Since California lawmakers approved a
takeout hike effective for the 2011 racing season, the price increase on
horseplayers has failed to deliver projected purse increases and has been
followed by reduced handle and race days.
After an initial small bump in purses
that fell well short of predicted increases, purses have declined the past two
years in California as the 2016 total is down 5.75% from 2014 total purses.
(For comparison's sake, these purse totals do not include Breeders' Cup purses
in years the event has been conducted in California.)
look at California's experience is topical as Keeneland plans to
increase its takeout beginning with its October meet in a move it hopes
will improve its purses. But
does increasing takeout improve purses long-term? A look at
California's experience in recent years suggests its similar price
increases came up short of initial projections and the purse increases
that initially did occur, have given way to decreases.
Declining California Thoroughbred
racing purses most assuredly deserved attention in 2010 because for a second
straight year they saw double-digit percentage declines. Total purses checked
in at just $132.5 million in 2010, which was down 26% from 2007. Unlike some of
the states it's competing with, California's racetracks do not have access to
revenue from gaming for purses.
Lawmakers addressed the declining
purses by increasing takeout on wagers involving two betting interests (such as
an exacta or double) from 20.68% to 22.68%. Takeout wagers involving three or
more wagering interests (trifecta, superfecta, pick three, pick four) were
increased from 20.68% to 23.68%.
of the money from the increased takeout
would be committed to purses. But such moves do not account for the
impact on the gambling product as players react to the increased prices.
Some chose to boycott or reduce play. Even players not aware of the
increased pricing, will see their winnings reduced and will not have as
much money to churn back into pools.
that, these increases have come at a time that lower-takeout gaming has
proliferated, making pari-mutuel gambling less competitive against
ventures that include not only slot machines, but gambling similar to
pari-mutuel gaming in Daily Fantasy sports, poker, and sports gambling.
racing needs enough money from takeout to deliver the sport, but it has
to balance that with the impact of increased pricing on its gambling
As for California's experience, a state Assembly analysis at the time
takeout was increased estimated the increased rake would generate an additional $70 million in purses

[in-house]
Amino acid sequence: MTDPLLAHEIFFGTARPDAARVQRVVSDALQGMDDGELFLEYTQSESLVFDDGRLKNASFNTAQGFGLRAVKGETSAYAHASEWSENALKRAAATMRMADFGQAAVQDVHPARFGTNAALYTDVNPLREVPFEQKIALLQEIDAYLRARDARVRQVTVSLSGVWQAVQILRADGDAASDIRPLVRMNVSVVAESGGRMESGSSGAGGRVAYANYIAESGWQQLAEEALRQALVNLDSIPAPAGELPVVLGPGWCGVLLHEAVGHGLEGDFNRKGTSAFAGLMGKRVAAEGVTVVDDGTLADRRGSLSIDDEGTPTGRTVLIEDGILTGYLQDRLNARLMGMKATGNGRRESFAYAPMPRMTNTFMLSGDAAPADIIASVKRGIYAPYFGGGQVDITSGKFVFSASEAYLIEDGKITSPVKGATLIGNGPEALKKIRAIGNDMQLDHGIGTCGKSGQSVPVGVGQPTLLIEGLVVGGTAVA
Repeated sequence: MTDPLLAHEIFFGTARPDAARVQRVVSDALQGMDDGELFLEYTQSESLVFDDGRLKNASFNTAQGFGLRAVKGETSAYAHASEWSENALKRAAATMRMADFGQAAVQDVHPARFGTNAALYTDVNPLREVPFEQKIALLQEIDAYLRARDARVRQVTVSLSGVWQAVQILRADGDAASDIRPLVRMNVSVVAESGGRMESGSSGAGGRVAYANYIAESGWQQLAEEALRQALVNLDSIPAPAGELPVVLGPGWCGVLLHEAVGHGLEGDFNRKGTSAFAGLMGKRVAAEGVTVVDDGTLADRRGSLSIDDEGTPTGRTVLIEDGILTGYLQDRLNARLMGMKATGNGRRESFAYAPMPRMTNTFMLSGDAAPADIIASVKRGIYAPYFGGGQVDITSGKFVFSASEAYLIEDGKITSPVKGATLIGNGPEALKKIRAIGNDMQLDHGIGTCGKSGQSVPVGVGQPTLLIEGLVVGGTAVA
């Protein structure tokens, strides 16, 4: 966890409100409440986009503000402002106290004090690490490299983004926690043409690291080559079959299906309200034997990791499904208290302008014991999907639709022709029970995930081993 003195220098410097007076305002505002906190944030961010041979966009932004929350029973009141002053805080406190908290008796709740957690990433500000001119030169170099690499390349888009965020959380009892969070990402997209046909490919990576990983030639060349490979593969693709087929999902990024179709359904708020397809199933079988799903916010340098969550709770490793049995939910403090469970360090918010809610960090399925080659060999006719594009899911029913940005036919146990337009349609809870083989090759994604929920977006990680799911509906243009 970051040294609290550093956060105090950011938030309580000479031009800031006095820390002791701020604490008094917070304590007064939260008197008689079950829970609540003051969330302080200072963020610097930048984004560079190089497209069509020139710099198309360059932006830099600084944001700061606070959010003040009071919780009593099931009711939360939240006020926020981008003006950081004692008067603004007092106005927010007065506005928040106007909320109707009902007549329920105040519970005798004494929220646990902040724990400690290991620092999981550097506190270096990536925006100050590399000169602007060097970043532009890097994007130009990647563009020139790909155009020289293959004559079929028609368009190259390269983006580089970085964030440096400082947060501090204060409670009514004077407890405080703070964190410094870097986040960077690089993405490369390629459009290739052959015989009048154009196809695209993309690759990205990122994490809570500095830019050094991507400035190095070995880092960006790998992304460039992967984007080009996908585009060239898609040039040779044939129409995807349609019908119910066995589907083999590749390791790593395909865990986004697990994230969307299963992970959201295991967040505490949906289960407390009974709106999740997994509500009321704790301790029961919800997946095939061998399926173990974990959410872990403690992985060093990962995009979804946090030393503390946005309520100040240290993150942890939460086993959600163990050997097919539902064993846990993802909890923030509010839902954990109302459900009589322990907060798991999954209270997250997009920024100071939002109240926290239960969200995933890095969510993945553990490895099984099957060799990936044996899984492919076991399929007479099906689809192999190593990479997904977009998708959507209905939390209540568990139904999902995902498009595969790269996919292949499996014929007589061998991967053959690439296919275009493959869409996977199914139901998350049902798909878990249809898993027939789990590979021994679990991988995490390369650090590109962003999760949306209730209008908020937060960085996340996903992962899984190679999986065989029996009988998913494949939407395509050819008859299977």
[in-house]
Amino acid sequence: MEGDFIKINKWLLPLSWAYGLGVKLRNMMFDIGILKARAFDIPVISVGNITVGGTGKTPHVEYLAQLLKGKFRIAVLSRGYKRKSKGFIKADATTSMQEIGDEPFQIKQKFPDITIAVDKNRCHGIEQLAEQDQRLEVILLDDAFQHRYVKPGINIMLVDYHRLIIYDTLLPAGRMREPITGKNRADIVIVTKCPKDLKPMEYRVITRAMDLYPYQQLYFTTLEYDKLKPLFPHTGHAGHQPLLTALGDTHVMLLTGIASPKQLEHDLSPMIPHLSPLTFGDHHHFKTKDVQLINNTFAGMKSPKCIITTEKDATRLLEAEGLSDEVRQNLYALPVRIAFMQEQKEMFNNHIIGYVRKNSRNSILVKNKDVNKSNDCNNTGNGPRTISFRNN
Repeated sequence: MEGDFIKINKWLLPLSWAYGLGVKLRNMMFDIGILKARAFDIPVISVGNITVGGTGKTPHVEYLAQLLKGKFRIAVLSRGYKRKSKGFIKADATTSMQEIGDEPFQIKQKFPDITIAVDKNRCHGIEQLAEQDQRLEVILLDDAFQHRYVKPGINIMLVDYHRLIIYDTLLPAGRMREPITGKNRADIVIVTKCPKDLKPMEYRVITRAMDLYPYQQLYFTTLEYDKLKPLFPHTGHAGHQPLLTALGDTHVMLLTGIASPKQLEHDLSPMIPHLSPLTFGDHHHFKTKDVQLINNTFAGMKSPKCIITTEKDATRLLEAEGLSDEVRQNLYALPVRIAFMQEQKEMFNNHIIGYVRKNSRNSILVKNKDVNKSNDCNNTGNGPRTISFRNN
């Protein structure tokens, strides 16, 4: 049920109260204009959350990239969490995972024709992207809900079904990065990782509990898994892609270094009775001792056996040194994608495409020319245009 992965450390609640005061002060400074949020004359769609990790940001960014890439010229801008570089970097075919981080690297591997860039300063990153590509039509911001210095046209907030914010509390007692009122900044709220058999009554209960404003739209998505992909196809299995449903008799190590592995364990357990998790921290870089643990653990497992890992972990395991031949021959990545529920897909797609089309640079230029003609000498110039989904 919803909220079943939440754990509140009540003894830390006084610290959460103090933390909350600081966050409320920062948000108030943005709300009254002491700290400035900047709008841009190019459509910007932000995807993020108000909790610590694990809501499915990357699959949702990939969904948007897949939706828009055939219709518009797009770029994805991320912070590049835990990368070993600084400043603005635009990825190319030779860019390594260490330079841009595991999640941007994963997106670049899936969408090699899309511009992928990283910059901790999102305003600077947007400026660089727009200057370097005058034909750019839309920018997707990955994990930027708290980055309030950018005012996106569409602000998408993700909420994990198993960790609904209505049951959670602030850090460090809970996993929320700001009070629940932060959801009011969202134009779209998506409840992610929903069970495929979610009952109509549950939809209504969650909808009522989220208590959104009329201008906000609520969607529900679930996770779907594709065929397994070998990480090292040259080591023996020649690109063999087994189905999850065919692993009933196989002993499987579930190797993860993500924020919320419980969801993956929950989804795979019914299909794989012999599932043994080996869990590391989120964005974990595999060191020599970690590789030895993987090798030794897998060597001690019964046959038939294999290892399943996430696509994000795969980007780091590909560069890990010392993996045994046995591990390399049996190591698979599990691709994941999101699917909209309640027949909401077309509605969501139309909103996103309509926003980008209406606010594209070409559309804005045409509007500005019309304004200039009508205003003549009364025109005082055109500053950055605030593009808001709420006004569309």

for 2011. Keith Brackpool, the California Horse Racing Board chairman at the time,
was more conservative, saying the increase would generate an additional $30
The additional purse money would fall
well short of both estimates. The high-water mark to date being the $146.3
million paid in 2014, which was up less than $14 million from 2010 and failed
to match the $148.9 million in purses of 2009.
Facing higher prices, customers
initially boycotted. Price increases also reduce churn-money won by
horseplayers that they then bet back into racing. Those factors saw handle fall
9.8% in the first year of the increased rake. Handle has never bounced back;
the 2016 handle on California Thoroughbred races is down 11.3% compared with
2010 (Breeders' Cup handle is not counted). That rate is more than twice the
handle decline U.S. racing has seen in those years, down 5.2%.
California offered 3,792 races in 2016;
that number is down 13.8% since 2010. Overall during that stretch, the number
of U.S. races has declined 18.8%.
Besides declining handle, another
reason the price increase has not generated the projected handle is racing's
business model has changed with the continued emergence of advance-deposit
Because a higher portion of the handle
is being pushed through ADWs, more wagers are subject to ADW fees. The
percentage of money committed to purses from total handle on California racing,
all breeds, has declined from 5.14% in fiscal year 2012-the first full fiscal
year after the takeout increase-to 4.88% in FY2016.
FY2011, ADW handle through the
licensed California ADW companies accounted for 21.1% of wagering on
tracks. That percentage ballooned to 30.4% in FY2016. As ADW expands,
unless the model changes, that expansion will only further reduce the
amount of money committed to tracks and purses.
Handle on California Thoroughbred races
Year Handle Percentage Change
2016 $1,942,004,596 -4.2%
2015 $2,027,399,114 1.5%
2014 $1,997,791,306 -3%
2013 $2,060,451,855 5.1%
2011 $1,975,062,441 -9.8%
2010 $2,190,160,458 -14.3%
2009 $2,555,428,576 -17.4%
2008 $3,095,038,694 -7.3%
Year Purses Percentage
2016 137,914,213 -4.4%
2015 144,285,157 -1.4%
2014 146,337,195 +1%
2013 144,843,718 --
2012 145,039,513 +3.2%
2011 140,521,016 +6%
2010 132,541,382 -11%
2009 148,932,359 -13.3%
2008 171,903,569 -4.1%
2007 179,231,621 --
Notes: For easier
comparison year to year, these charts do not include Breeders' Cup handle or purses
in years event was conducted in California. Handle figures provided by CHRIMS; purse information provided by The Jockey Club.